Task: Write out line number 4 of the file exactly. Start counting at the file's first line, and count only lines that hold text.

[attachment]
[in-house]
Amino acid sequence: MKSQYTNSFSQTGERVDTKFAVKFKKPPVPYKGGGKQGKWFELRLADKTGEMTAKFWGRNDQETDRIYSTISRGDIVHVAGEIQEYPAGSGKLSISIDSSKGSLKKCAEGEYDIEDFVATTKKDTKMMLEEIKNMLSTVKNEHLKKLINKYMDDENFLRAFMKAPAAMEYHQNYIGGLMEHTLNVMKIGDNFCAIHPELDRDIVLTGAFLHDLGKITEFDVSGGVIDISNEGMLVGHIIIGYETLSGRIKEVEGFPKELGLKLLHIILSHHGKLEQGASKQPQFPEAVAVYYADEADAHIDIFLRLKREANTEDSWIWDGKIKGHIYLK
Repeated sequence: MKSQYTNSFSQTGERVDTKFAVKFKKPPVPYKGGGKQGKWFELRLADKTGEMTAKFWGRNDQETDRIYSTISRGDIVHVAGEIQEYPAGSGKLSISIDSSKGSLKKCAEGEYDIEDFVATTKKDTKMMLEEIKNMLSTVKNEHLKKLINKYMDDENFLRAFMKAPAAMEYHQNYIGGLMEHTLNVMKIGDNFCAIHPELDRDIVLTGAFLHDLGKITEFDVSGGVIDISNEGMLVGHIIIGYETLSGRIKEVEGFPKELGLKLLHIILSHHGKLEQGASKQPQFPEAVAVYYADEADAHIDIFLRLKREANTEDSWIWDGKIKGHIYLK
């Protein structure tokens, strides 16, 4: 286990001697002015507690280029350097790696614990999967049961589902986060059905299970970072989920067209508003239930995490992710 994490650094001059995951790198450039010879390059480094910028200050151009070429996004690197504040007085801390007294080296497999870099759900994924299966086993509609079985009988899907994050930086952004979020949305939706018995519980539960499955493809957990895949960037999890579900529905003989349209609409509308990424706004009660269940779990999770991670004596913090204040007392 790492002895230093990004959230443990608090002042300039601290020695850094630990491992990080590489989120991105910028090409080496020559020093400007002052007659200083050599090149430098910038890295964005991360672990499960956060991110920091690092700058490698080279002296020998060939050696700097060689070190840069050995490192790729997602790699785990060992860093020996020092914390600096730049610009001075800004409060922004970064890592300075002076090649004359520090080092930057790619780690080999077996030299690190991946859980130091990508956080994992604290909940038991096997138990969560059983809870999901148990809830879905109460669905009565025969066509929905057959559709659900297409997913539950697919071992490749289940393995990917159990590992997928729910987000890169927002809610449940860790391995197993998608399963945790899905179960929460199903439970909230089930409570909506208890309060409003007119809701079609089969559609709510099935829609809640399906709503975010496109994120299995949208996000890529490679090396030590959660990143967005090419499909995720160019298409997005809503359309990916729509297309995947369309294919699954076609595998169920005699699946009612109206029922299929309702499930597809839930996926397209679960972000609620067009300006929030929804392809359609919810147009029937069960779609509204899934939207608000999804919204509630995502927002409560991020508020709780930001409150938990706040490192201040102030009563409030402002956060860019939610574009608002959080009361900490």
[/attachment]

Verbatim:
């Protein structure tokens, strides 16, 4: 286990001697002015507690280029350097790696614990999967049961589902986060059905299970970072989920067209508003239930995490992710 994490650094001059995951790198450039010879390059480094910028200050151009070429996004690197504040007085801390007294080296497999870099759900994924299966086993509609079985009988899907994050930086952004979020949305939706018995519980539960499955493809957990895949960037999890579900529905003989349209609409509308990424706004009660269940779990999770991670004596913090204040007392 790492002895230093990004959230443990608090002042300039601290020695850094630990491992990080590489989120991105910028090409080496020559020093400007002052007659200083050599090149430098910038890295964005991360672990499960956060991110920091690092700058490698080279002296020998060939050696700097060689070190840069050995490192790729997602790699785990060992860093020996020092914390600096730049610009001075800004409060922004970064890592300075002076090649004359520090080092930057790619780690080999077996030299690190991946859980130091990508956080994992604290909940038991096997138990969560059983809870999901148990809830879905109460669905009565025969066509929905057959559709659900297409997913539950697919071992490749289940393995990917159990590992997928729910987000890169927002809610449940860790391995197993998608399963945790899905179960929460199903439970909230089930409570909506208890309060409003007119809701079609089969559609709510099935829609809640399906709503975010496109994120299995949208996000890529490679090396030590959660990143967005090419499909995720160019298409997005809503359309990916729509297309995947369309294919699954076609595998169920005699699946009612109206029922299929309702499930597809839930996926397209679960972000609620067009300006929030929804392809359609919810147009029937069960779609509204899934939207608000999804919204509630995502927002409560991020508020709780930001409150938990706040490192201040102030009563409030402002956060860019939610574009608002959080009361900490």